Fueling Optimism

Qteros, the ‘Microsoft of Energy,’ Lands in Chicopee
Attendees at the groundbreaking ceremonies for Qteros’s plant in Chicopee hailed it as much more than a match of a tenant with available space.

Attendees at the groundbreaking ceremonies for Qteros’s plant in Chicopee hailed it as much more than a match of a tenant with available space.

Several months ago, amid reports that Qteros — a company working to use something called the ‘Q microbe’ to revolutionize ethanol production — would be leaving the Pioneer Valley to continue its progression in Worcester, its CEO, Bill Frey, announced a commitment to maintain a strong presence in the 413 area code.

It has taken some time, and some maneuvering, but he’s now making good on that pledge.

On Oct. 9, Frey and a host of other dignitaries officially broke ground, if you will, on a $3.2 million pilot plant that will be located in a 16,000-square-foot building off Padgett Road in Chicopee that was built on spec by Agawam-based Development Associates.

Qteros, which Frey boldly describes as the “Microsoft of energy,” will soon commence work to ‘scale up’ its production of ethanol from common biomass, rather than corn. “We believe that this technology is transforming the way we produce fuel,” said Frey, “and the work we are doing at this pilot plant is a critical step in scaling up our process.”

The location of the plant in Chicopee was hailed by attendees as not simply matching a company with available square footage, but as part of a commitment on the part of Qteros to have a presence in the region, and for Chicopee officials to continue to bring new jobs — and new technology — to their city.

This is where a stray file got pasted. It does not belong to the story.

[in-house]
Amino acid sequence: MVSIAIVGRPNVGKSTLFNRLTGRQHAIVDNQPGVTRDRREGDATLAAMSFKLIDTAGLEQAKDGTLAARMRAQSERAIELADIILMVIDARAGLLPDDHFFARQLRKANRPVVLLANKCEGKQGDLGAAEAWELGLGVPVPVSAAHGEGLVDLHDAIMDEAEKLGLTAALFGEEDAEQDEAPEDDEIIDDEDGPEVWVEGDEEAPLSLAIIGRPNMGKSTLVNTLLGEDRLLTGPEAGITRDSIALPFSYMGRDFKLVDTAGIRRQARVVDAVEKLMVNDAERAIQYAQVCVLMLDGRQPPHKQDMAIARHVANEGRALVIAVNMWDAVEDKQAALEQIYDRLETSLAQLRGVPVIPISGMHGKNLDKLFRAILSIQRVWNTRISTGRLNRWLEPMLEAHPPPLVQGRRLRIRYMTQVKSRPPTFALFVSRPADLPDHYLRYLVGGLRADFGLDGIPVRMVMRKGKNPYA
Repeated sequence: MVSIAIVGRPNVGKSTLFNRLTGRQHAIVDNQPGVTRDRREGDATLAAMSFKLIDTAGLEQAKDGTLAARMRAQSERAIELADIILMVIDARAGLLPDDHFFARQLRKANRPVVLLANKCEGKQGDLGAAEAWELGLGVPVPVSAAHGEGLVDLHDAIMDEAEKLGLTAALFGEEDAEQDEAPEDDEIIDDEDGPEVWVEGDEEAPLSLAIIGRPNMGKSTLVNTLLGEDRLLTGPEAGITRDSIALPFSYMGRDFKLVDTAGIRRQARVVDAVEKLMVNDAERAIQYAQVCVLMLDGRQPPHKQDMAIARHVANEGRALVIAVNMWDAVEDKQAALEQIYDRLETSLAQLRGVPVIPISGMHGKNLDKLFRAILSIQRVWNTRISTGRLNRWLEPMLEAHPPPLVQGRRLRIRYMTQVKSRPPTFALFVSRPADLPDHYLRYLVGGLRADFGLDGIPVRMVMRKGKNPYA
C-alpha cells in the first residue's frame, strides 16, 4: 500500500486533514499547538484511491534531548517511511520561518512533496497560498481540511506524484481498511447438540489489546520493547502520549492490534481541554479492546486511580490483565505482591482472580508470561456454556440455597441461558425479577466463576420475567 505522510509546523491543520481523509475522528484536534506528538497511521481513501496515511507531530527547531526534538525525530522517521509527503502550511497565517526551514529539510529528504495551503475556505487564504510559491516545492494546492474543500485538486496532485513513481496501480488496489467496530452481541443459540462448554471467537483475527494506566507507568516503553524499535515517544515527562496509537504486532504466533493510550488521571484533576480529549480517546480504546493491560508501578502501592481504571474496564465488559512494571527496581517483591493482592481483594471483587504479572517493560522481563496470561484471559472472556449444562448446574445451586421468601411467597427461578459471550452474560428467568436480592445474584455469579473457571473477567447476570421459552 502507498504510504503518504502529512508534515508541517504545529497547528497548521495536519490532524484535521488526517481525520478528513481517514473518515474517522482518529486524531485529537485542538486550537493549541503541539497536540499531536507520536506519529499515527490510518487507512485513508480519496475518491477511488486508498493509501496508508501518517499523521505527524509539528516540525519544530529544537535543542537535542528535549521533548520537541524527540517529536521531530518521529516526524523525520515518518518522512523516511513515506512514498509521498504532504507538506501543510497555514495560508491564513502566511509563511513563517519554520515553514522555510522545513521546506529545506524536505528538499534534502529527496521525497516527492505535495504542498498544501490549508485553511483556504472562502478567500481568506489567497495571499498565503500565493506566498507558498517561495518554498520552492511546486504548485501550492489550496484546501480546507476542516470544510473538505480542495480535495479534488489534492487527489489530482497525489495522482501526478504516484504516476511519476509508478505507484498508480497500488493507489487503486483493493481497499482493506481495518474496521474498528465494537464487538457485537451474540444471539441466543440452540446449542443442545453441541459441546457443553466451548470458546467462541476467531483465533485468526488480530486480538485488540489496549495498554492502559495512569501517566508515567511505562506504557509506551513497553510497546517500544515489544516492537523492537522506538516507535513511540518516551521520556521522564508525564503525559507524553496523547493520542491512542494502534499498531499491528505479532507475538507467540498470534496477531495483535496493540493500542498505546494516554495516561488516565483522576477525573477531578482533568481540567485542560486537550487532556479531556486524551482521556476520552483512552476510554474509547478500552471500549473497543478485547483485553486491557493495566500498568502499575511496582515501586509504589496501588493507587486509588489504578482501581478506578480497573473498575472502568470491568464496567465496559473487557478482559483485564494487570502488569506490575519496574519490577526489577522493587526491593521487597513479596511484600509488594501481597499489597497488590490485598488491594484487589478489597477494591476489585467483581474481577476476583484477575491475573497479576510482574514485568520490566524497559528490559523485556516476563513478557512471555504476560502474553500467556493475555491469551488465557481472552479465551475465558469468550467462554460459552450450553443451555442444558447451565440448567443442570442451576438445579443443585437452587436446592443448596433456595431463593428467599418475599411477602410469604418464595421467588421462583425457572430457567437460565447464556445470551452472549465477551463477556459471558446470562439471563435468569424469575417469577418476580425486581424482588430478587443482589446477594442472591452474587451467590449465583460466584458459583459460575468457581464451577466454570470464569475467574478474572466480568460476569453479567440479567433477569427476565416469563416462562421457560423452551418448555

And for that, Mayor Michael Bissonnette praised all those on hand for the ceremony and, a few days later, someone who wasn’t — Robert Redford.

The Natural

Bissonnette told BusinessWest that, in 2007, he was one of 41 mayors from across the nation invited to the ‘Sundance Summit,’ an annual mayors’ gathering on climate protection, sponsored by Redford, the National Resources Defense Council, and the Clinton Foundation.

While he is unsure of exactly why he was specifically chosen as one of the guests that year, Bissonnette speculates that his commitment to energy conservation within his city brought him to the attention of the actor who played the Sundance Kid.

“We had done some piloting with energy efficiency in Chicopee,” he explained, “and within the school systems, we’ve saved $2 million in three years by going green. We’re saving $40,000 a year with efficient fixtures in municipal buildings.”

At the summit, Bissonnette said, he learned a lot about alternative energy and technologies, and upon returning to the corner office, the wheels were set in motion for those ideas to come to his city, which he calls the ‘crossroads of New England.’

“When I came back, my attention was drawn to an article in Boston magazine about what was then called Sun Ethanol and Dr. Susan Leschine’s work at UMass,” he said, referring to Qteros. “I was fascinated with the process, and I was very intrigued to read that they were looking to establish a pilot plant in Western Mass. So Chris Nolan, my chief of staff, made contact with them to let them know that Chicopee was very interested in this.”